[governance] Annan in Davos on Civil Society

Wolfgang Kleinw├Ąchter wolfgang.kleinwaechter at medienkomm.uni-halle.de
Sat Jan 28 04:50:18 EST 2006

Annan in his speech in Davos gave some interesting support for Civil Society in Global Policy Development. 
See: http://www.weforum.org/site/homepublic.nsf/Content/Kofi+Annan+Address+-+English
Here is one part, helpful arguments when talking with the ITU :-))):
Kofi Annan:

What all these activities have in common is that they involve the United Nations not simply in relations among its member States, but also in the lives of their peoples. To carry out such tasks, we must engage not only with governments but with all the new actors on the international scene. 

That includes the private sector, but it also includes parliamentarians; voluntary, non-profit organizations; philanthropic foundations; the global media; celebrities from the worlds of sport and entertainment; and in some cases labour unions, mayors and local administrators. And it includes less benign actors such as terrorists, warlords, and traffickers in drugs, illicit weapons or - worst of all - the lives and bodies of human beings. 

That is why I have repeatedly urged all the organs of the United Nations to be more open to civil society, so that their decisions can fully reflect the contribution made by groups and individuals who devote themselves to studying specific problems, or working in specific areas.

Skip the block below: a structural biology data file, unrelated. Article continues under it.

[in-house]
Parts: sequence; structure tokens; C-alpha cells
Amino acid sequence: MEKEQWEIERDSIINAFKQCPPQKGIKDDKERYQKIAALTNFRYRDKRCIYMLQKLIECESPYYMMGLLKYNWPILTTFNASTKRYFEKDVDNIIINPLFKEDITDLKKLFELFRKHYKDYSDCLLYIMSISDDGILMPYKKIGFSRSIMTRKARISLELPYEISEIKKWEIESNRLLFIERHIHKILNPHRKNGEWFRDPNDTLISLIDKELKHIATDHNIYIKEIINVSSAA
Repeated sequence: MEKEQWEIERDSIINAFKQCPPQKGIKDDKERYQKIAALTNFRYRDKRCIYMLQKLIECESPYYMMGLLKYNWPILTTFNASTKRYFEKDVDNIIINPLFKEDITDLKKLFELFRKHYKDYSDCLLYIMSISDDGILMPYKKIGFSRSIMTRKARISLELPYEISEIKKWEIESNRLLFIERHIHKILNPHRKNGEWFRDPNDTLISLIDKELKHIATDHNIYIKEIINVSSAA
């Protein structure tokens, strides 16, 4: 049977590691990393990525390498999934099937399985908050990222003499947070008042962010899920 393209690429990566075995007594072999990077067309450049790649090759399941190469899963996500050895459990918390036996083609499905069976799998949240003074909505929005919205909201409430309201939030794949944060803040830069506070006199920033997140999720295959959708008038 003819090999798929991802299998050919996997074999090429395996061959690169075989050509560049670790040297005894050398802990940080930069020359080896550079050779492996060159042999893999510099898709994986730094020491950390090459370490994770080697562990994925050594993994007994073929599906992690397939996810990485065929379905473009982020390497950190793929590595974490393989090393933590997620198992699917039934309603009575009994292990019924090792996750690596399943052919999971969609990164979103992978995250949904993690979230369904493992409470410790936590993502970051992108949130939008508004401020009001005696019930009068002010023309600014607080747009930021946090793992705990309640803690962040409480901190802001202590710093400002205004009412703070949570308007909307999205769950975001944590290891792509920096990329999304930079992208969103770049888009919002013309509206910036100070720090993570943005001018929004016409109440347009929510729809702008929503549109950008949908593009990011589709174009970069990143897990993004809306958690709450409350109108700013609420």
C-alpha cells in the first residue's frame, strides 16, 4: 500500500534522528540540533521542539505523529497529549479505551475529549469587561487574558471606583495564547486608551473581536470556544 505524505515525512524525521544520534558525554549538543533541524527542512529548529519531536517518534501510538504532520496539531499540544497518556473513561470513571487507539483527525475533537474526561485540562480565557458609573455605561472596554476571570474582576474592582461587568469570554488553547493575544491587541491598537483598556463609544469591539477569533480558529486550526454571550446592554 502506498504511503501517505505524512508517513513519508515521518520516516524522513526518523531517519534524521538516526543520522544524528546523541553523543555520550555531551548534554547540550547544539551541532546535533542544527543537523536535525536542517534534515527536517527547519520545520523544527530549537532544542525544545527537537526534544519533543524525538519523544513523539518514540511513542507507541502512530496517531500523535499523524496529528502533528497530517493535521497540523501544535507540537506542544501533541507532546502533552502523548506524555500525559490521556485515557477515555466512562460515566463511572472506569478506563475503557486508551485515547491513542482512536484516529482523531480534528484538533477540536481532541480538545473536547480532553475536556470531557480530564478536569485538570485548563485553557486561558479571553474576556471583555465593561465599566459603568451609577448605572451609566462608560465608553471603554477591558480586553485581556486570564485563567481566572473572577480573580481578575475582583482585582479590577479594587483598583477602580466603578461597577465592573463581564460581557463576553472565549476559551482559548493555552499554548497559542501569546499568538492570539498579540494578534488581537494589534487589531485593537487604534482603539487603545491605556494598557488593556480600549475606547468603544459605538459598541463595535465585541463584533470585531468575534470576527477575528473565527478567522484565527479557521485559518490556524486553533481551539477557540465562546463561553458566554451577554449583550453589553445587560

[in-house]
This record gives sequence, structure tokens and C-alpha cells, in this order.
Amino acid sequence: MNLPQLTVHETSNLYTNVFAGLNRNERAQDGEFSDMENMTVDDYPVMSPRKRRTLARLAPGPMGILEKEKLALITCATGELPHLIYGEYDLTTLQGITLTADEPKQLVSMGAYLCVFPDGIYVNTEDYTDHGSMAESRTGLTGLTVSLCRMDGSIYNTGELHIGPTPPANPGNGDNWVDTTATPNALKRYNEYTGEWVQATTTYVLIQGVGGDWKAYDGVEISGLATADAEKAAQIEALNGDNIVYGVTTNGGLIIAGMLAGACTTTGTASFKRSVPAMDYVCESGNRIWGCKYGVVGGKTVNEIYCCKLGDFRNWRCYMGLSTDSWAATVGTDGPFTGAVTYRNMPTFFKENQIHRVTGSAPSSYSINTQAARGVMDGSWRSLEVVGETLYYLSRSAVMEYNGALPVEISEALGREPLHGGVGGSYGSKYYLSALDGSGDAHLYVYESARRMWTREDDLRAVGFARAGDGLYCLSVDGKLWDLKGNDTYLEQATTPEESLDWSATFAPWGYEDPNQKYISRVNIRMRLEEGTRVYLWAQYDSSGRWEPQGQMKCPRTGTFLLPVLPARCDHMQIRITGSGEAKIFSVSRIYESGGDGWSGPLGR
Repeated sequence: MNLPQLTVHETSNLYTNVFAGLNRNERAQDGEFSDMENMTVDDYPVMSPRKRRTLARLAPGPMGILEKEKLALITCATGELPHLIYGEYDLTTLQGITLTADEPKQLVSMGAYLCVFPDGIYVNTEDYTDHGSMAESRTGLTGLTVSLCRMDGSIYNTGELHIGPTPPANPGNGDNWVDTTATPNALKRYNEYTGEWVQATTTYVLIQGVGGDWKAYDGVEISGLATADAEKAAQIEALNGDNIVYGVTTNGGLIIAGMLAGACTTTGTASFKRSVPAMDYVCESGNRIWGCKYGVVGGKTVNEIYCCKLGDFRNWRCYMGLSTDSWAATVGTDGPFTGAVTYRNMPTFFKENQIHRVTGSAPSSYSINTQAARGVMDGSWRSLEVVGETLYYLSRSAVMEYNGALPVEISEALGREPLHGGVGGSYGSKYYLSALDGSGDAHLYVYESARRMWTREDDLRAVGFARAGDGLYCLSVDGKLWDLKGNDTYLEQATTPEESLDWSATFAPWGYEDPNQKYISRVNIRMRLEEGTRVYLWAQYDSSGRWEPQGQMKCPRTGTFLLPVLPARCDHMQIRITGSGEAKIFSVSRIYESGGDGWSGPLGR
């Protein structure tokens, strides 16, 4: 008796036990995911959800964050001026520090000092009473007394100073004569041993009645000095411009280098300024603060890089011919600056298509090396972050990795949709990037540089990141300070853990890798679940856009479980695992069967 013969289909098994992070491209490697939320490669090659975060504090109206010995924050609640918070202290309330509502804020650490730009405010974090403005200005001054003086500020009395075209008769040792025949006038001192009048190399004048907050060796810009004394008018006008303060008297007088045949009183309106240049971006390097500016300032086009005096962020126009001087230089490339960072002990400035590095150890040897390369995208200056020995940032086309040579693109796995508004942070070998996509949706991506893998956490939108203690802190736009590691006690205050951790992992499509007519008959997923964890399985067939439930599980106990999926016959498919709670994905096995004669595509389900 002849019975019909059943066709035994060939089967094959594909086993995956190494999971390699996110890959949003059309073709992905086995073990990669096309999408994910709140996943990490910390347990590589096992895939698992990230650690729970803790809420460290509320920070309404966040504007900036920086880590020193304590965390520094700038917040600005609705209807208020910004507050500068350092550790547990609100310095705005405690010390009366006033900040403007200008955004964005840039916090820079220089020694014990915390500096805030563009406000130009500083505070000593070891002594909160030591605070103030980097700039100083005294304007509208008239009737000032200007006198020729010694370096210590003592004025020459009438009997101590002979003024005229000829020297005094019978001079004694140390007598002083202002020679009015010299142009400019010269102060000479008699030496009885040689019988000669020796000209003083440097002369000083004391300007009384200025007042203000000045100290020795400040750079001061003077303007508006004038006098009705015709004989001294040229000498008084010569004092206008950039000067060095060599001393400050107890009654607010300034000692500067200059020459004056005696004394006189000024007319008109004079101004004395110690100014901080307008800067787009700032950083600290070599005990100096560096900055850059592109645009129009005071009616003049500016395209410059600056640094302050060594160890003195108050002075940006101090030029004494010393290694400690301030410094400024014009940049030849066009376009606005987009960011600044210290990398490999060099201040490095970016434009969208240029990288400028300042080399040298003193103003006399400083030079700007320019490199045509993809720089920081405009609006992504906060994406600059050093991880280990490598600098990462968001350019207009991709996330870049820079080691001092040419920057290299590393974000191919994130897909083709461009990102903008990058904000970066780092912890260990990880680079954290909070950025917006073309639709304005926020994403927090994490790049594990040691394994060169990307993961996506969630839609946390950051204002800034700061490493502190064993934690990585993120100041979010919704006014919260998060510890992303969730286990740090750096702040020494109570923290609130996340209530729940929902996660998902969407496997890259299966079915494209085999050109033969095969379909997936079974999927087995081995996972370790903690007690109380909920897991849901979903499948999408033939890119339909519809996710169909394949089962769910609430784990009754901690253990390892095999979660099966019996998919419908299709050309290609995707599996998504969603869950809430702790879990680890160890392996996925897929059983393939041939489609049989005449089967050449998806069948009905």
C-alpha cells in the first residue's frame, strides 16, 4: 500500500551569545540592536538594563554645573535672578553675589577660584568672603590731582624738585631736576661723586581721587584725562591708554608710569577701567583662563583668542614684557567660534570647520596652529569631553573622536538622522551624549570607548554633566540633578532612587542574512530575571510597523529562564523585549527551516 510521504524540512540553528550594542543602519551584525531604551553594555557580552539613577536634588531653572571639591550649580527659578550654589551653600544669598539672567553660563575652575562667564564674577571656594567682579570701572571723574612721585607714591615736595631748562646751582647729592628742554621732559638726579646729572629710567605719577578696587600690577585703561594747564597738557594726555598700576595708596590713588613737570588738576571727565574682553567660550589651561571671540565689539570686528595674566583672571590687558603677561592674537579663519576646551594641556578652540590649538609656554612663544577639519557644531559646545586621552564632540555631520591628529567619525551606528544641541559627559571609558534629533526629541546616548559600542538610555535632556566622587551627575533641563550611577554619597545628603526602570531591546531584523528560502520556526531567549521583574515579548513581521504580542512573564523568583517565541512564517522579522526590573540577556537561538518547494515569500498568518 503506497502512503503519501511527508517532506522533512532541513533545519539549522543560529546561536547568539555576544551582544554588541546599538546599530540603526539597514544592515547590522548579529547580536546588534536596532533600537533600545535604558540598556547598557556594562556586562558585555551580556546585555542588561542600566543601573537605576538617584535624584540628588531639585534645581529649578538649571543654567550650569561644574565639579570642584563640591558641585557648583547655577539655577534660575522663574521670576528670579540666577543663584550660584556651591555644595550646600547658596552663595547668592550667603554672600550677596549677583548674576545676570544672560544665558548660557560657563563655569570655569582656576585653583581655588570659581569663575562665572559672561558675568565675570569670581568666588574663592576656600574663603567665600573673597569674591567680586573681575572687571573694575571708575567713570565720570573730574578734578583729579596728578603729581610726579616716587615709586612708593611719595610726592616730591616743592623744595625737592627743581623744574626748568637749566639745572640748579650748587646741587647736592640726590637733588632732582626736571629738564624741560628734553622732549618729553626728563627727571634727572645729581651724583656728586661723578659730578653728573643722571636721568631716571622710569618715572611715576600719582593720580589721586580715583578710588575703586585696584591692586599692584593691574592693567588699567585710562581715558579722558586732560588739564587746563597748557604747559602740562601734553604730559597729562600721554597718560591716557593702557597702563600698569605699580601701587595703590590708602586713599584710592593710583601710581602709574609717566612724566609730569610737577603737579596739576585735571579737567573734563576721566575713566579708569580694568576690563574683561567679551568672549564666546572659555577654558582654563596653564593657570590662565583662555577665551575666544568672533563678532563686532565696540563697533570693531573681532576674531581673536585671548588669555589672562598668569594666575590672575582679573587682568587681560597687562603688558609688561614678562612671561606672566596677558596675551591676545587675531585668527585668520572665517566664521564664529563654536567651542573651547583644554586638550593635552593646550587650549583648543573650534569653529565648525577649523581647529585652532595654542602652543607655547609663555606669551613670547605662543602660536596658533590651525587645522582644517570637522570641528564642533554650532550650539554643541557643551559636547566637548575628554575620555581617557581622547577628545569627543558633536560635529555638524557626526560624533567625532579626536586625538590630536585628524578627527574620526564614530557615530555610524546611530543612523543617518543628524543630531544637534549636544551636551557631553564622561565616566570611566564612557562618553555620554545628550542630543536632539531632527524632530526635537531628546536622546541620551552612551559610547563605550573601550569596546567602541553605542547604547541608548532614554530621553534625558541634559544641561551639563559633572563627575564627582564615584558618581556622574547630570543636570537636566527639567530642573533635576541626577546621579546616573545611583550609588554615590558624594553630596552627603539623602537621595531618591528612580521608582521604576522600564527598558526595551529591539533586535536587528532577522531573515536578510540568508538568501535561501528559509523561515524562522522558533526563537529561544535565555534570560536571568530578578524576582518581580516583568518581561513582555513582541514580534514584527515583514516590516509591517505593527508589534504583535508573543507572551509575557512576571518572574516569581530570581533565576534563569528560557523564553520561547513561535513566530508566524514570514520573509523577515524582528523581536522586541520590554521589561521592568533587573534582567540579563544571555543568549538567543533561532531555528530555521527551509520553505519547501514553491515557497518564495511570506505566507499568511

It is also why I myself have cultivated contacts with scholars, with parliamentarians, with practitioners of all sorts, and with young people - seeking to learn from their views and also encouraging them, whatever sector they work in, to use their talents for the public good and to keep the global horizon in view. 

It is one of the reasons why I have worked constantly to make our Organization more transparent and comprehensible to the public, and thereby more genuinely accountable. 

And, of course, it is why I launched the Global Compact, to which the international business community - including some of you in this audience - has responded with such enthusiasm that it is now the world's leading corporate citizenship initiative, involving more that 2,400 companies, in nearly 90 countries. 





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